A new blog Collectanea from the University of Maryland University College's Center for Intellectual Property will help faculty, staff and students become more informed about the key issues, stakeholders, and legal repercussions in the increasingly volatile area of copyright, intellectual property, fair use, web publishing and downloading.
In a recent post "Quite an interesting conversation about fair use", the saga of Wendy Seltzer, a visiting assistant professor at Brooklyn Law School and former lawyer with the Electronic Frontier Foundation, was offered as a cautionary tale on just how limited fair use can be.
Ms. Seltzer received a takedown notice from YouTube for posting a brief snippet from the Super Bowl -- specifically, the NFL's standard copyright warning as an example of "how far copyright claimants exaggerate their rights."
FYI - the copyright warning reads: "This telecast is copyrighted by the NFL for the private use of our audience. Any other use of this telecast or of any pictures, descriptions, or accounts of the game without the NFL's consent, is prohibited."
The music industry is also leaning more heavily on college students by sending "thousands more copyright complaints to universities this school year than last. In some cases, students are targeted for allegedly sharing a single mp3 file online."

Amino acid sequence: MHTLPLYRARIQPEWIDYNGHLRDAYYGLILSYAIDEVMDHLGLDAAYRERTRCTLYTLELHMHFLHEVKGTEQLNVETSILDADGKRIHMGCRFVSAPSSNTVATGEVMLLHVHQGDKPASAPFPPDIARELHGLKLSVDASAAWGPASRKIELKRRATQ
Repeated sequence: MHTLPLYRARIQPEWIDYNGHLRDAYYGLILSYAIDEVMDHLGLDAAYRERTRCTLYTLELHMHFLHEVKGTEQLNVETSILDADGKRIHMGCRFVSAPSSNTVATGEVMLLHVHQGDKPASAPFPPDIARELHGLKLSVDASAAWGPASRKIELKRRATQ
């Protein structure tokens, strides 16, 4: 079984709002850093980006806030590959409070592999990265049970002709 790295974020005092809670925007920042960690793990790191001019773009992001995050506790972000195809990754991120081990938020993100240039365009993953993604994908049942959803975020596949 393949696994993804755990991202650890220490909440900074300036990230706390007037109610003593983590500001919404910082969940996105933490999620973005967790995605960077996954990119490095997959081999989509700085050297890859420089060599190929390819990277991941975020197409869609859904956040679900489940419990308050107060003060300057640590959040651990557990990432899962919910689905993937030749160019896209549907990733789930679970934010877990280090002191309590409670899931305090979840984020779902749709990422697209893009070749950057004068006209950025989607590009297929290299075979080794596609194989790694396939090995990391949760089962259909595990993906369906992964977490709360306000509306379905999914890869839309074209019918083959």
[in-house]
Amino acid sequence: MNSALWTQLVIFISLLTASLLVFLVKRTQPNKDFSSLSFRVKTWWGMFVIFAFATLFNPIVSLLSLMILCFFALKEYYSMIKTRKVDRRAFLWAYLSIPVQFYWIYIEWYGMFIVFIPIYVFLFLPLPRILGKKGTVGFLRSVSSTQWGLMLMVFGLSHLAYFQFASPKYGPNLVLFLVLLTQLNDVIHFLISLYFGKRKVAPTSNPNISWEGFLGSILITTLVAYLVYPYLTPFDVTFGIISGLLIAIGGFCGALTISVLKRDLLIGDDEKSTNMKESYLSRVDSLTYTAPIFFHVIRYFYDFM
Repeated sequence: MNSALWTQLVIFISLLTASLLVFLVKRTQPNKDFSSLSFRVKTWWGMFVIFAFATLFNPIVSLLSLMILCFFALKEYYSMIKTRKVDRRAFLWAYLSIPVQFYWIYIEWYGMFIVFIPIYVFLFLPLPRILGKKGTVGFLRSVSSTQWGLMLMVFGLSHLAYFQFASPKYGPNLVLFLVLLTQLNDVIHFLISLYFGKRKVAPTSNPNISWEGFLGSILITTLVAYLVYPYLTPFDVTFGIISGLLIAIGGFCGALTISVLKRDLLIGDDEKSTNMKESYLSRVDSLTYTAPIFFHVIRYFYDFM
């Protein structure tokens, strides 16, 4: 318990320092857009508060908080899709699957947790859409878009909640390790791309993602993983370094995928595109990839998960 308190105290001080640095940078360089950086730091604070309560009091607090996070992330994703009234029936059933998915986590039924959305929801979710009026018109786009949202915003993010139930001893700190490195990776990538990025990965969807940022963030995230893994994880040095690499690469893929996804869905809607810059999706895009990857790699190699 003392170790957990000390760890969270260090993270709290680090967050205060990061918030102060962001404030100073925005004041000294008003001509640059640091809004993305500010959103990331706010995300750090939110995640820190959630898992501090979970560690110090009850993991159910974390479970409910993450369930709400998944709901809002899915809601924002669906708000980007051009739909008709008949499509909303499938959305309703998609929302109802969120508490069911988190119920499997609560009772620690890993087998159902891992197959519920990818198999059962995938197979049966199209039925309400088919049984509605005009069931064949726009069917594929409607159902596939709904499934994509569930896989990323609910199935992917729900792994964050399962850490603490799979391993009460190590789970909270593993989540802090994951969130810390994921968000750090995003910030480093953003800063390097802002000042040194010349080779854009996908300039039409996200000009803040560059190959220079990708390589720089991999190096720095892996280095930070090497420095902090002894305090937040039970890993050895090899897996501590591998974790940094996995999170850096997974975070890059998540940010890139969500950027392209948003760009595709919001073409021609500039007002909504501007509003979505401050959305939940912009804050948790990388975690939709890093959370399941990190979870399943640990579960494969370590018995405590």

Music industry cracks down on colleges
For the list of the top 25 schools cited by the Recording Industry Association of America (RIAA), read Seek and Destroy
"The list, made at the request of the Associated Press, does not indicate which institutions are the worst infringers, just those that have received the most notices so far this academic year."
Ohio State University is protesting their #1 status in the list in University questions RIAA data. According to the article, the RIAA sent OU 1,287 notices of copyright infringement this academic year, up from 232 last year.
In a Sept. 21 email, OU warned students not to break copyright laws and encouraged them to use the legal service Cdigix to download free music.
Unfortunately for many universities Cdigix, a company who had contracted with universities to provide their students with free legal music downloading, is dropping that part of their business due to lack of interest on the part of students.
Larry Jacobson, the company's chief executive, wrote:
"Today's college students have grown up during the rise of illegal peer-to-peer services, and now there is an expectation that music should be free, that it should be available on multiple platforms, and that it should be easily transferred to their preferred portable device, including the iPod. These Internet-savvy consumers do not care for excessive rules being placed around the content they want, and until their needs have been addressed, the challenges of mass adoption will continue for a great many businesses."
Some good new - Ruckus, another legal music- and movie-download service will open its song library up to college students across the country, Students can listen to those songs for free, but they must pay a fee to download the tunes to MP3 players. Students must have working .edu e-mail addresses to subscribe to the free service.